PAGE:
The speech made by Thangam Debbonaire, the Labour MP for Bristol West, in the House of Commons on 22 June 2022.
I, too, very much welcome the motion on the Speaker’s Conference and thank Mr Speaker for his leadership on this matter. It offers us all an opportunity to consider the employment conditions of Members’ staff. This is the right time to be doing that, following another damaging few months for the reputation of this House when we have had serious allegations and convictions against some Members. It is not a very large number, but it is important that we ensure we are providing good working practices for all Members’ staff. This is a really important step forward.
Since Gemma White’s report into the bullying and harassment of MPs’ staff, the House has made a lot of progress in how we employ, manage and treat our staff, providing them with a form of redress, complaint and assessment of those complaints, but we now need to take further steps. For instance, we have had the establishment of the Members’ Services Team, to whom I pay great tribute. I have always found them to be extremely helpful and approachable, and they are a fount of knowledge. I urge colleagues who may not have come across the team to make use of the fact that they are camped out in the Portcullis House atrium every day. They offer a friendly face, and help awaits. Members now have access to a range of best practice employment guides, and the opportunity to attend regular workshops. Again, all Members are encouraged to use the service, but we need to build on it and strengthen our structures and processes.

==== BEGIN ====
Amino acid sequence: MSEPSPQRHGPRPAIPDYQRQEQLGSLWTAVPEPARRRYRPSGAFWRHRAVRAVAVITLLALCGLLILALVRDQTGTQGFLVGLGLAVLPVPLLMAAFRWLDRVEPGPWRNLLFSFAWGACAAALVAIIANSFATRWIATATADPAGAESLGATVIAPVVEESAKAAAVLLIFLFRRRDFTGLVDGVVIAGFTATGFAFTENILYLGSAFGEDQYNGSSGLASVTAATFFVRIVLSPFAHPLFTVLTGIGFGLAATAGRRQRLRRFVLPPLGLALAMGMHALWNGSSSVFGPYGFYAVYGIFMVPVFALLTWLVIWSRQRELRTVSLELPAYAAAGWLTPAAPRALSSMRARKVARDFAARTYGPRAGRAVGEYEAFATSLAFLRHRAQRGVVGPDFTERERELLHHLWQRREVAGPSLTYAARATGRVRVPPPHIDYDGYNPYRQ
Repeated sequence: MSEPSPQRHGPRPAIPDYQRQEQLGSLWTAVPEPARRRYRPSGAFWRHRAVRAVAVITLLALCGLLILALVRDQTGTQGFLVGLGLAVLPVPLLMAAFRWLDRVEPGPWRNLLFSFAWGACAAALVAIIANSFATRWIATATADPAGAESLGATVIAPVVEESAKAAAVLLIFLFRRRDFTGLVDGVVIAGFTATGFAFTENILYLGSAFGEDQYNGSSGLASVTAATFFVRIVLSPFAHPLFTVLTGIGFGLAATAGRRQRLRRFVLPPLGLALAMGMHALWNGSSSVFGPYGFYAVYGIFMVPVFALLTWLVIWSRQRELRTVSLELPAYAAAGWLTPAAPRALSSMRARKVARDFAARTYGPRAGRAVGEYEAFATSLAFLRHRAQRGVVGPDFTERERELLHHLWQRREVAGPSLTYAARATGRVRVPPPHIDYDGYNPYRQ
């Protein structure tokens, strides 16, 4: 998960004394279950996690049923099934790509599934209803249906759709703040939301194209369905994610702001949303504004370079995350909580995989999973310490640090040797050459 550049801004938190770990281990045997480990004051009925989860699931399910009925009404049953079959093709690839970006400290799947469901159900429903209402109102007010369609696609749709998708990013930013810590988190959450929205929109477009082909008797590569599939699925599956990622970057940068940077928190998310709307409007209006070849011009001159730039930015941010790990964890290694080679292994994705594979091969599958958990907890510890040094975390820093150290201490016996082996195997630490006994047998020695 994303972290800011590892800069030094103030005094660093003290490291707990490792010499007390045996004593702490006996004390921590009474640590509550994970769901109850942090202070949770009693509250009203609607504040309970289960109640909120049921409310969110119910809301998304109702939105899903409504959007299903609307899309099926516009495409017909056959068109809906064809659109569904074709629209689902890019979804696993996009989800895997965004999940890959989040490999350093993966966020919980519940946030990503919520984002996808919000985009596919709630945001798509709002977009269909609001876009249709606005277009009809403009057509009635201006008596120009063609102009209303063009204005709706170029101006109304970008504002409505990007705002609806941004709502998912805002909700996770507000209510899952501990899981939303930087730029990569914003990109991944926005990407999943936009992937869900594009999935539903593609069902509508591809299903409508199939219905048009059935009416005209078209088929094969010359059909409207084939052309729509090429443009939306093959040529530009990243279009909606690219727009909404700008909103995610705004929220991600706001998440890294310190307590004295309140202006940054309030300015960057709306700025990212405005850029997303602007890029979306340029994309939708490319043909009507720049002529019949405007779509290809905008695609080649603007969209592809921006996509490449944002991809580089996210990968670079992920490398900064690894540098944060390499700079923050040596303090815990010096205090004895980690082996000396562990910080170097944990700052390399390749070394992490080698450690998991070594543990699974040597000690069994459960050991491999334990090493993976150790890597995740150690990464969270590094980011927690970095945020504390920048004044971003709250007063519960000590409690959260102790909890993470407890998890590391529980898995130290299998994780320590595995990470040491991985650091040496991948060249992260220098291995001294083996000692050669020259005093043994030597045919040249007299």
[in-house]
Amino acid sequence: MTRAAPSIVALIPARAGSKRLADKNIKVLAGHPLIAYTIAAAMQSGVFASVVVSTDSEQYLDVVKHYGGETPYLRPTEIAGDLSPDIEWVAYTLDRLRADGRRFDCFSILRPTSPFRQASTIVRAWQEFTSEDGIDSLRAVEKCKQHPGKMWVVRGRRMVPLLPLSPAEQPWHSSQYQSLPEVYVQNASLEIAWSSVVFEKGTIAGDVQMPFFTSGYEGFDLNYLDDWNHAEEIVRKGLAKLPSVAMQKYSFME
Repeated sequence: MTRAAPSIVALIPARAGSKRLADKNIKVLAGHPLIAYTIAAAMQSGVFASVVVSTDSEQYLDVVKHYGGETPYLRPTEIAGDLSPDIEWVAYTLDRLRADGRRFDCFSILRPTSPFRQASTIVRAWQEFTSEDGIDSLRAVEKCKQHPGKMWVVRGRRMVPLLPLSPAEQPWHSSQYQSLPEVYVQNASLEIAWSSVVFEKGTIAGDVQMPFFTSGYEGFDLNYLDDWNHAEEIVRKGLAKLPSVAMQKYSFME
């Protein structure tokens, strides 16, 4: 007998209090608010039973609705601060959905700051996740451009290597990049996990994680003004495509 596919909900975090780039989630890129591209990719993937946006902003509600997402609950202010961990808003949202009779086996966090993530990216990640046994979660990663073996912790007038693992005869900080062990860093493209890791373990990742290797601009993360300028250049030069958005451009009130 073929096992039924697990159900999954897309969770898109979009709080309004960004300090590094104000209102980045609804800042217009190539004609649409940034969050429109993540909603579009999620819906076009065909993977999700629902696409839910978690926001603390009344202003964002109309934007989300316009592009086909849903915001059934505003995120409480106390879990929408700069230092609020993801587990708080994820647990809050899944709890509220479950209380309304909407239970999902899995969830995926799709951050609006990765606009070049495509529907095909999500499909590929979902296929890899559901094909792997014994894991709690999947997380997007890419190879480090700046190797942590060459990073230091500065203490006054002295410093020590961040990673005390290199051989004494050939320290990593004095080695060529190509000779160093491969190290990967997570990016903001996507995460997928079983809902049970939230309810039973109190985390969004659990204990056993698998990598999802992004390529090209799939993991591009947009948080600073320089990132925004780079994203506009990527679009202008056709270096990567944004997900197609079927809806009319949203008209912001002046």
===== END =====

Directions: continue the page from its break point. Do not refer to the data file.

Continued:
I want to place on record the fact that some Members have expressed concern that the Independent Parliamentary Standards Authority will be the body that ends up employing Members’ staff. The point of the conference is to look at all reasonable options, but it is important to put on record that my understanding—I am not speaking on behalf of IPSA—is that IPSA has expressed reservations about whether that would be appropriate. I certainly feel that, at the moment, we have other options to consider, which is what the conference is for.
In response to the question from the right hon. Member for East Yorkshire (Sir Greg Knight) and the Leader of the House’s answer, I reiterate that the motion specifies the date of the first report—not the second, third or final report—as 31 October, but it is important that the House is able to debate the reports at regular intervals and to scrutinise the work being done. As the Leader of the House mentioned, the Speaker’s Conference will have cross-party membership. It will take on Select Committee powers and will have the power to require evidence, witness statements and information to be prepared for it in the same way as a Select Committee, which I think is right. The Leader of the House also mentioned—I would echo this—that the previous Speaker’s Conference marked a point on which we have made much progress, because having a Speaker’s Conference on increasing diversity in ethnic and gender representation in this place has been followed by a marked increase in all of the above. I feel that this bodes well for the next Speaker’s Conference.
The House of Commons is a beacon for democracy around the world. I feel that we have in our hands the opportunity to make it also a model workplace that is at the forefront of workers’ rights, with strong protections in place for all our staff, because future generations should inherit a safer and more inclusive Parliament where everyone has somewhere to turn, and where staff are able to fulfil their potential in every single team across this House.